These guidelines are written precisely for children who are predisposed by genetics to develop peanut allergy. They are mostly meant for children with severe eczema and/or another food allergy. These are both genetic conditions. Those are the children who were studied in the trial.
Should other solids (i.e., vegetables) be introduced first? I had read that peanut should not be the first food.
Yes, have the child eat other foods before giving forms of peanut containing foods. Too many people could mistake normal “learning how to eat” issues for a reaction if safe forms of peanut went first.
From what I read, 11% of the babies who showed sensitization to peanut and were given a small amount of peanut to eat had still developed a peanut allergy when they were retested five years later. Do you have any theories as to why early introduction of peanut did not prevent a peanut allergy for those kids? Why would it work for some, but not all?
What you are saying is that children in the high-risk group whose skin testing was positive at a level of 4mm or less were reported to have an 11% rate of peanut allergy at the age of five years old when you look at the intention to treat protocol results.
However, when you look at the study in detail, by the per protocol analysis, it is ALL of the children who had positive skin testing and then “failed” (the 11%) the protocol, had the allergic reaction during the initial food challenge. If you look at the children in this group who passed the initial peanut food challenge, it seems nobody became allergic over the next four-plus years. Therefore, it is possible – but rare – that children who are able to tolerate the peanuts early will become allergic later. The smaller number in this group cannot prove that no one will react after initially tolerating the peanut. It just shows that it will be rare.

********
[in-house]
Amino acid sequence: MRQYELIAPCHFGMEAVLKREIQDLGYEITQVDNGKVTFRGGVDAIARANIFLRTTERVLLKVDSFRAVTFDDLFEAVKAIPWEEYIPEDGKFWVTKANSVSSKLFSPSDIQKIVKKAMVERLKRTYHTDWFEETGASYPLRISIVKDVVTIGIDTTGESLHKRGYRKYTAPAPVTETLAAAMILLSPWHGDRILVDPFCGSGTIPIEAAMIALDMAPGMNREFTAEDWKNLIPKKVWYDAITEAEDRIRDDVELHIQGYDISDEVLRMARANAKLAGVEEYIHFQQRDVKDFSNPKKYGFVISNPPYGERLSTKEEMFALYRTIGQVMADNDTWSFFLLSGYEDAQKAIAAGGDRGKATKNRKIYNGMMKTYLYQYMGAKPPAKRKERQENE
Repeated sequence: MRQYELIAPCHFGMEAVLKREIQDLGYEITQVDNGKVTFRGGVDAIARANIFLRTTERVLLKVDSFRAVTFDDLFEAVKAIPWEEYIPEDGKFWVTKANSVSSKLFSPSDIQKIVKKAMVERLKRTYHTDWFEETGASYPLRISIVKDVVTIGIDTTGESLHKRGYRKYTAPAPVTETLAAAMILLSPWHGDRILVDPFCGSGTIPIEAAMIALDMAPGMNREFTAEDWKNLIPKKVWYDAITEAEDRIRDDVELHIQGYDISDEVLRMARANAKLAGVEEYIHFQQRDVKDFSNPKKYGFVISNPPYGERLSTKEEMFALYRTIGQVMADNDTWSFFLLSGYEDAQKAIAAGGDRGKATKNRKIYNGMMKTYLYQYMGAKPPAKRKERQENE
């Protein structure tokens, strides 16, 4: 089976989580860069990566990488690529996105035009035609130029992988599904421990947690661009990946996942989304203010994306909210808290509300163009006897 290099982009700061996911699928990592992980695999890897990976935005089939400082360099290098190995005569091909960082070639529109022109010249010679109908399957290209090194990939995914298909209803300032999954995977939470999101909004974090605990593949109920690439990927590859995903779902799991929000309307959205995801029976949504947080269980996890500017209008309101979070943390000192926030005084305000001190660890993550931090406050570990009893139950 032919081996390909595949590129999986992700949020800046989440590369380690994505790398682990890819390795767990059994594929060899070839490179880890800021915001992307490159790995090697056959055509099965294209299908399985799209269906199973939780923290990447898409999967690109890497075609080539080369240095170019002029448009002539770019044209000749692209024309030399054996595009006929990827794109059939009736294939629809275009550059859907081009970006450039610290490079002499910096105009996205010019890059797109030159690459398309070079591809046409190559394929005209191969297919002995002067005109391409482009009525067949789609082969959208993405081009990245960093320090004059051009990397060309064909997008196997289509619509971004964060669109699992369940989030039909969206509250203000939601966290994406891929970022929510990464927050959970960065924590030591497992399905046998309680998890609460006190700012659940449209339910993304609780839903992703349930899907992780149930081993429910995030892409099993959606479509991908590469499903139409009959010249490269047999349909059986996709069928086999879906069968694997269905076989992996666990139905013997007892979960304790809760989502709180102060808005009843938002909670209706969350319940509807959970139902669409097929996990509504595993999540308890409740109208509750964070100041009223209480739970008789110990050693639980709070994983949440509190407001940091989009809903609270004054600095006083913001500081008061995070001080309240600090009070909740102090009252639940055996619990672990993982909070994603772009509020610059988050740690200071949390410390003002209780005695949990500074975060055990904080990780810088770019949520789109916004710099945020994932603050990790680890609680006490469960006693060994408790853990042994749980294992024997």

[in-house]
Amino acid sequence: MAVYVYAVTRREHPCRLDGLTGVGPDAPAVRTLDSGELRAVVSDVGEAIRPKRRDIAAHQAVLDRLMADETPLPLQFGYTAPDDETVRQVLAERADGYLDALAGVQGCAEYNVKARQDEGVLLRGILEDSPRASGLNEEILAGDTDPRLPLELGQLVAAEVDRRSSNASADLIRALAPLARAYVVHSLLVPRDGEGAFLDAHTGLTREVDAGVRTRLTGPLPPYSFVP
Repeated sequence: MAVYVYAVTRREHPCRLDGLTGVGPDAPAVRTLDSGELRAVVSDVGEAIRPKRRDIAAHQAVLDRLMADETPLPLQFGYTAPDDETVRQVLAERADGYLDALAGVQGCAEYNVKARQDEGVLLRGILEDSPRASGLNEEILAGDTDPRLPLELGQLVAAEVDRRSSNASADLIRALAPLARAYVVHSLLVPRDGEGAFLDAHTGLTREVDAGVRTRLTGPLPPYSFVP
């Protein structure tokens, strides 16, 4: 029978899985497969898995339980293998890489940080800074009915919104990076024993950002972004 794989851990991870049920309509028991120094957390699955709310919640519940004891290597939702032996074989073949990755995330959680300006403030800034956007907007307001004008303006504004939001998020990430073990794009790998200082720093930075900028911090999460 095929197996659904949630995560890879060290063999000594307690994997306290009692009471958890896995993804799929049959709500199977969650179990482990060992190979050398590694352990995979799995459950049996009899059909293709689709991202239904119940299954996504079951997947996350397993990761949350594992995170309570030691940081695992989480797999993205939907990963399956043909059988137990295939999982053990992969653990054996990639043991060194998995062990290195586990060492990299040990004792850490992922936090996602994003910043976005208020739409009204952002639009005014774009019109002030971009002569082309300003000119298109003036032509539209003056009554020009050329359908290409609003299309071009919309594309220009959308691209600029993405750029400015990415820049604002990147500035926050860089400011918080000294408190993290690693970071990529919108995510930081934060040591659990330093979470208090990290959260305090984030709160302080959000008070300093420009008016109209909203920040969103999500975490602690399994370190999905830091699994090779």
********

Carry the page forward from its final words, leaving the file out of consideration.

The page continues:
Another way of thinking about these recommendations is to not think about it “working.” Think about the alternative of delayed introduction as “not working” by increasing risk to develop peanut allergy. LEAP-recommended early and often introduction is restoring normal (i.e., eat food such as peanut as an infant). Unnecessary avoidance increases risk.
How do you feel that the NIH guidelines should be applied in accordance to the WHO guidelines for food introduction (which say that infants should be exclusively breastfed until six months old)?
Many experts agree that the WHO guidelines recommending exclusive breastfeeding before six months need to change. They remind me of the previous AAP recommendations to avoid foods like peanut and egg until certain ages. Both those and the WHO recommendations are based on no good evidence. The LEAP and EAT studies would suggest that there is risk to delay peanut introduction based on WHO recommendations in high-risk kids.